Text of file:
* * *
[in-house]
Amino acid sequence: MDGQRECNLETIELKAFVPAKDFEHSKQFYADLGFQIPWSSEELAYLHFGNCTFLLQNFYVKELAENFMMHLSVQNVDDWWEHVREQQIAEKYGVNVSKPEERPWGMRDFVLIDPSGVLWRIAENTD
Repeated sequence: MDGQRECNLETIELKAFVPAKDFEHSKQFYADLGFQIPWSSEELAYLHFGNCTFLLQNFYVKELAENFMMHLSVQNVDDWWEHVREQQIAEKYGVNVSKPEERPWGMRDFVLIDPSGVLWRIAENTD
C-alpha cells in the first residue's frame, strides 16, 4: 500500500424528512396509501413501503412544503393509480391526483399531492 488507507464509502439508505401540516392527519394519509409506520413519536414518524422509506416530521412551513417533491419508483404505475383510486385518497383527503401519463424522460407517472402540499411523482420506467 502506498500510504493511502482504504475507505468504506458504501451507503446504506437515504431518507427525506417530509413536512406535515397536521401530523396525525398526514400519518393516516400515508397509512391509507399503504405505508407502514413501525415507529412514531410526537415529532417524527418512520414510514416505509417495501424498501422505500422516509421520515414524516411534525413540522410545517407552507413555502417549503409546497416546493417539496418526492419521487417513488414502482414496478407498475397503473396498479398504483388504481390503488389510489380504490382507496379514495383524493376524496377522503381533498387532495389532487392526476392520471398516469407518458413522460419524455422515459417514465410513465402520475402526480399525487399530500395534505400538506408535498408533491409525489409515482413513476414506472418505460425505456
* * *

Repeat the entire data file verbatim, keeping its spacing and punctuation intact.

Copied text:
[in-house]
Amino acid sequence: MDGQRECNLETIELKAFVPAKDFEHSKQFYADLGFQIPWSSEELAYLHFGNCTFLLQNFYVKELAENFMMHLSVQNVDDWWEHVREQQIAEKYGVNVSKPEERPWGMRDFVLIDPSGVLWRIAENTD
Repeated sequence: MDGQRECNLETIELKAFVPAKDFEHSKQFYADLGFQIPWSSEELAYLHFGNCTFLLQNFYVKELAENFMMHLSVQNVDDWWEHVREQQIAEKYGVNVSKPEERPWGMRDFVLIDPSGVLWRIAENTD
C-alpha cells in the first residue's frame, strides 16, 4: 500500500424528512396509501413501503412544503393509480391526483399531492 488507507464509502439508505401540516392527519394519509409506520413519536414518524422509506416530521412551513417533491419508483404505475383510486385518497383527503401519463424522460407517472402540499411523482420506467 502506498500510504493511502482504504475507505468504506458504501451507503446504506437515504431518507427525506417530509413536512406535515397536521401530523396525525398526514400519518393516516400515508397509512391509507399503504405505508407502514413501525415507529412514531410526537415529532417524527418512520414510514416505509417495501424498501422505500422516509421520515414524516411534525413540522410545517407552507413555502417549503409546497416546493417539496418526492419521487417513488414502482414496478407498475397503473396498479398504483388504481390503488389510489380504490382507496379514495383524493376524496377522503381533498387532495389532487392526476392520471398516469407518458413522460419524455422515459417514465410513465402520475402526480399525487399530500395534505400538506408535498408533491409525489409515482413513476414506472418505460425505456